Claimants and their attorneys may waive their right to service via certified mail through the use of a Form LS-802. Just like with the LS-801, an individual’s right to service must be waived by that individual. So, a claimant’s attorney can sign and file a Form LS-802 for themselves, and claimants (through their attorneys) can sign a file a Form LS-802 that waives their own right to service.
Do the DLHWC examiners and District Directors a favor and file LS-801s and LS-802s. (Frankly, I need to do better with this, so I am making a concerted effort to obtain waivers from all clients, including third country national clients.)
Division of Longshore and Harbor Workers’ Compensation–Electronic Filing of Initiating Claims Documents:
The DLHWC’s SEAPortal system has existed for about six years now. It is a great system for filing claim-specific documents electronically. But, SEAPortal has always been used for documents pertaining to a claim after the claim was filed.
Now, a claim may be initiated electronically. Industry Notice No. 178 contains the procedures for filing a claim. Pay close attention to the case create information that is required to file a claim electronically:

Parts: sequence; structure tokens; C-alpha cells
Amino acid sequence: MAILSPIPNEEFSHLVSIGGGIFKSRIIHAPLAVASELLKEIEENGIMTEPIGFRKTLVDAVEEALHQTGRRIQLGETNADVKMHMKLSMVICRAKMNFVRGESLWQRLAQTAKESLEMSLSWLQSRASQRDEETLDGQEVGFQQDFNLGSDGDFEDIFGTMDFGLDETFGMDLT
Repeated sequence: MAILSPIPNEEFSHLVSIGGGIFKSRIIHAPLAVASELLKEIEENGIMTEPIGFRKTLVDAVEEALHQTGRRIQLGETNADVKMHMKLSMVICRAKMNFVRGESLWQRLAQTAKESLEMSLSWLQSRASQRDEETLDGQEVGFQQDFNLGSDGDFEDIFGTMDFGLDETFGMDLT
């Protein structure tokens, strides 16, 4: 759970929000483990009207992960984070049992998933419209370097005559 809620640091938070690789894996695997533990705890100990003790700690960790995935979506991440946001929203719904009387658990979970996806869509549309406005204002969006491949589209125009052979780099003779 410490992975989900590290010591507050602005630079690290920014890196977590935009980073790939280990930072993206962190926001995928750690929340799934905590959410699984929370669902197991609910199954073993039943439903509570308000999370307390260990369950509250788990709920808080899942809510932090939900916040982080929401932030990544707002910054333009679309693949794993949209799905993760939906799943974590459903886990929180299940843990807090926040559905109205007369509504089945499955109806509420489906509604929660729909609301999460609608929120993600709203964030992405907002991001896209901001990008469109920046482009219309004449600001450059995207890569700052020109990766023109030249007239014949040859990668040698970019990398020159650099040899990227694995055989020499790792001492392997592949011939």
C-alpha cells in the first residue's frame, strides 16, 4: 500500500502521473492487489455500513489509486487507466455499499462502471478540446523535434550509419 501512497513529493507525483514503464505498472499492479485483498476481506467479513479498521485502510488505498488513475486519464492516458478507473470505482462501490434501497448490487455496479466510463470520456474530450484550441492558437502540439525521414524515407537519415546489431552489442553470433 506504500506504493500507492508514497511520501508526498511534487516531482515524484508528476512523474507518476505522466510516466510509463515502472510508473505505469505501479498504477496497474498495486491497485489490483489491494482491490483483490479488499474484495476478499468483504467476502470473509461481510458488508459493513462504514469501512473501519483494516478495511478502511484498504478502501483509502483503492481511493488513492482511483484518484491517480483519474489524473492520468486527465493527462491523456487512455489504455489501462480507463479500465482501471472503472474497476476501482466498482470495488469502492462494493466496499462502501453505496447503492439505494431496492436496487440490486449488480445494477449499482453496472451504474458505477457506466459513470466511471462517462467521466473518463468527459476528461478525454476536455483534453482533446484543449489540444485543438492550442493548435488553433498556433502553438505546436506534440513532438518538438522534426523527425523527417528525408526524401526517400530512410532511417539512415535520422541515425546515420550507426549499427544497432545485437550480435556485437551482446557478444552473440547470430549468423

Industry Notice No. 178
TO: INSURANCE CARRIERS AND SELF-INSURED EMPLOYERS UNDER THE LONGSHORE AND HARBOR WORKERS’ COMPENSATION ACT as amended, INJURED WORKERS, AND OTHER INTERESTED PERSONS
SUBJECT: Procedure for Filing New Claims and First Reports of Injury Electronically via the Secure Electronic Access Portal (SEAPortal)
To aid in the efficient administration of the Longshore and Harbor Workers’ Compensation Act (LHWCA), and its extensions, the Director hereby notifies all parties that new injury claims may now be filed electronically via the SEAPortal.
The SEAPortal, an Office of Workers’ Compensation (OWCP) sponsored web-based application, can be accessed from the OWCP/DLHWC website or directly at: https://seaportal.dol-esa.gov. Users do not have to register or enroll to use the SEAPortal.
To access the case create portion of SEAPortal, enter the following pieces of information when prompted:
- Case Number: 04999999
- Claimant Last Name: New Claim
- Claimant Date of Birth: 03/20/2020
- Date of Injury: 03/21/2020
If the information entered does not match exactly, a new claim form cannot be successfully uploaded.